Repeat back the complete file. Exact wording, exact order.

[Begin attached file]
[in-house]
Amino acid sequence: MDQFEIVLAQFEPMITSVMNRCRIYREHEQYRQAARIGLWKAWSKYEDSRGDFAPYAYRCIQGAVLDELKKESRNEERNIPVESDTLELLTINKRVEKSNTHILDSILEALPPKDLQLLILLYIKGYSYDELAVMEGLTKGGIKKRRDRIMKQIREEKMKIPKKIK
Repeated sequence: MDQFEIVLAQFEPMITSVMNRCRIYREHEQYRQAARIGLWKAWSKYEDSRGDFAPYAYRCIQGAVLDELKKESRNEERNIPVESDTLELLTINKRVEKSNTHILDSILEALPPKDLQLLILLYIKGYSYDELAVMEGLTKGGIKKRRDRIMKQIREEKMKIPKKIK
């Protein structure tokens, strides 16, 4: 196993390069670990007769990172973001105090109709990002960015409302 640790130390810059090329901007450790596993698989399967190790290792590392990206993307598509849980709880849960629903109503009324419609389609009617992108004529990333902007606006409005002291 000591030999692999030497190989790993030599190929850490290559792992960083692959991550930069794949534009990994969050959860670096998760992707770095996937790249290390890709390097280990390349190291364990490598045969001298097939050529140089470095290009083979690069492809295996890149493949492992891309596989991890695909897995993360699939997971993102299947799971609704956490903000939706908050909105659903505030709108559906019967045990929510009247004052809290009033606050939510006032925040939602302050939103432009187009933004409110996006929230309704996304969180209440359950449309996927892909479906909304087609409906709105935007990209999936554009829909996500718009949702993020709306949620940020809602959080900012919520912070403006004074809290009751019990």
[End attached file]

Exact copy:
[in-house]
Amino acid sequence: MDQFEIVLAQFEPMITSVMNRCRIYREHEQYRQAARIGLWKAWSKYEDSRGDFAPYAYRCIQGAVLDELKKESRNEERNIPVESDTLELLTINKRVEKSNTHILDSILEALPPKDLQLLILLYIKGYSYDELAVMEGLTKGGIKKRRDRIMKQIREEKMKIPKKIK
Repeated sequence: MDQFEIVLAQFEPMITSVMNRCRIYREHEQYRQAARIGLWKAWSKYEDSRGDFAPYAYRCIQGAVLDELKKESRNEERNIPVESDTLELLTINKRVEKSNTHILDSILEALPPKDLQLLILLYIKGYSYDELAVMEGLTKGGIKKRRDRIMKQIREEKMKIPKKIK
């Protein structure tokens, strides 16, 4: 196993390069670990007769990172973001105090109709990002960015409302 640790130390810059090329901007450790596993698989399967190790290792590392990206993307598509849980709880849960629903109503009324419609389609009617992108004529990333902007606006409005002291 000591030999692999030497190989790993030599190929850490290559792992960083692959991550930069794949534009990994969050959860670096998760992707770095996937790249290390890709390097280990390349190291364990490598045969001298097939050529140089470095290009083979690069492809295996890149493949492992891309596989991890695909897995993360699939997971993102299947799971609704956490903000939706908050909105659903505030709108559906019967045990929510009247004052809290009033606050939510006032925040939602302050939103432009187009933004409110996006929230309704996304969180209440359950449309996927892909479906909304087609409906709105935007990209999936554009829909996500718009949702993020709306949620940020809602959080900012919520912070403006004074809290009751019990």